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Softbaits vs jigs

Printed From: The Fishing Website
Category: Saltwater Fishing
Forum Name: Soft Bait Fishing
Forum Description: Anything to do with this latest and greatest way of catching our favourite species
URL: https://www.fishing.net.nz/forum/forum_posts.asp?TID=132625
Printed Date: 23 Oct 2020 at 6:12am


Topic: Softbaits vs jigs
Posted By: _jackrw_
Subject: Softbaits vs jigs
Date Posted: 03 Jan 2020 at 9:29am
Yesterday me, my brother and his mate Jack Clarke went out for a fish, we were stocked up on some new jigs I got and as usual had a few softbait sets ready to go.

Slow day at first got a few pannies for dinner but nothing amazing. We moved spots a few times until we found some incredible sign and then it was all on. We had a perfect drift through hundreds of metres of snapper and bait sign.

First thing I dropped down an Oceanangler Coin Drop in the orange and black colour. Ben (my brother) sent down an orange Oceanangler 60g micro jig and Jack relied on the trusty Z-Man Atomic Sunrise 7".

It was a triple hook up with the biggest fish being Jacks, at 14lb and followed by bens at 12lb. I got the small one! Angry

Jack followed up with another 15lber while me and ben got the occasional pannie, however the orange knife jig was doing better than my kabura.

We repeated the drift over and over until Jack hooked into what we thought had to be a kingfish with the amount of line it was pulling. Ben was also hooked up to a healthy snapper which he was trying to boat quickly to avoid a tangle/lost fish.

Jack's fish turned out to be a 28lb behemoth, it's surfacing was followed by a lot of yelling and swearing from us LOL



A quick photo was taken and the fish was vented and sent back down to the depths. Awesome day




Replies:
Posted By: Muppet
Date Posted: 03 Jan 2020 at 9:29pm
Mean


Posted By: Catchelot
Date Posted: 07 Sep 2020 at 8:16pm
I have always wondered how puncturing the diaphragm is beneficial to fish with barotrauma surviving, after all puncturing allows infection and bacteria in, and does the diaphragm heal quickly... ???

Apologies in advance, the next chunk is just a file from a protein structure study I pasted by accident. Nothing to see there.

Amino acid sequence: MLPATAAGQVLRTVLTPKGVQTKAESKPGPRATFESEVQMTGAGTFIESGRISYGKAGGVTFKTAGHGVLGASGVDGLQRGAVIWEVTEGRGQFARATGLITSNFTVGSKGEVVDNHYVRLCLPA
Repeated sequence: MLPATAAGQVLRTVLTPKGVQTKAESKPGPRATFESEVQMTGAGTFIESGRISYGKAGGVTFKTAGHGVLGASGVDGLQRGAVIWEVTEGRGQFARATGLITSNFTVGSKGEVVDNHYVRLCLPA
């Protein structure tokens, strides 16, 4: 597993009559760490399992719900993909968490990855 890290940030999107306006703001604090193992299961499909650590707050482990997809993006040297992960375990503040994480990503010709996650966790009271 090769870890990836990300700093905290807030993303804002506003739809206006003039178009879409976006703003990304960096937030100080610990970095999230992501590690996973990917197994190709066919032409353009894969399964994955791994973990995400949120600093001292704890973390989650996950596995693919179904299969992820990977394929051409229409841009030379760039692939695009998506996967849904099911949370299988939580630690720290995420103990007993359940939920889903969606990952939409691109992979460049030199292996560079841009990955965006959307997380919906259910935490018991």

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"The sea, once it casts its spell, holds one in its net of wonder forever." - Jacques Cousteau


Posted By: John_Ra
Date Posted: 11 Sep 2020 at 10:43am
1 of my goto colours that or Motor Oil...

Very Nice Snap that. puncture Catchy, least it has a chance, than in the bin......  


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http://www.legasea.co.nz" rel="nofollow">


Posted By: MightyBoosh
Date Posted: 11 Sep 2020 at 12:59pm
Originally posted by Catchelot Catchelot wrote:

I have always wondered how puncturing the diaphragm is beneficial to fish with barotrauma surviving, after all puncturing allows infection and bacteria in, and does the diaphragm heal quickly... ???

The intention is to puncture the swim bladder, but I think the wannabe fish surgeons have missed something. Expanding gas crushes internal organs (i.e. barotrauma, or pressure trauma). Even if the gas is released from the swim bladder, the damage is still done. Gas-letting will allow a fish to swim back down on release, but it doesn't mean the fish will survive. Of course, it has a greater probability of survival if released instead of going in a chilly bin. Personally, I now keep all fish caught in water deeper than 20 metres, especially if "blown" and stop fishing when I've got enough "meat".


Posted By: OneWayTraffic
Date Posted: 11 Sep 2020 at 5:53pm
Could consider a barbless hook point down attached to a sinker and handline. Drop the sinker and it will take the fish down until it reaches depth. I don't know about the survival aspects but inclined to agree with MB. Keep what I want to eat, and go home when I have a few. On the other hand the really big snapper may be the best breeders and if they have any chance of living then it's worth it.  


Posted By: OneWayTraffic
Date Posted: 11 Sep 2020 at 5:55pm
Found this old article by one of our well known fishos. 

https://www.stuff.co.nz/sport/boating/74819080/how-to-release-fish-caught-in-deep-water" rel="nofollow - https://www.stuff.co.nz/sport/boating/74819080/how-to-release-fish-caught-in-deep-water




Posted By: OneWayTraffic
Date Posted: 11 Sep 2020 at 6:02pm
Anyway awesome photo and good to see softbaits still holding their own against the many new jigs. 



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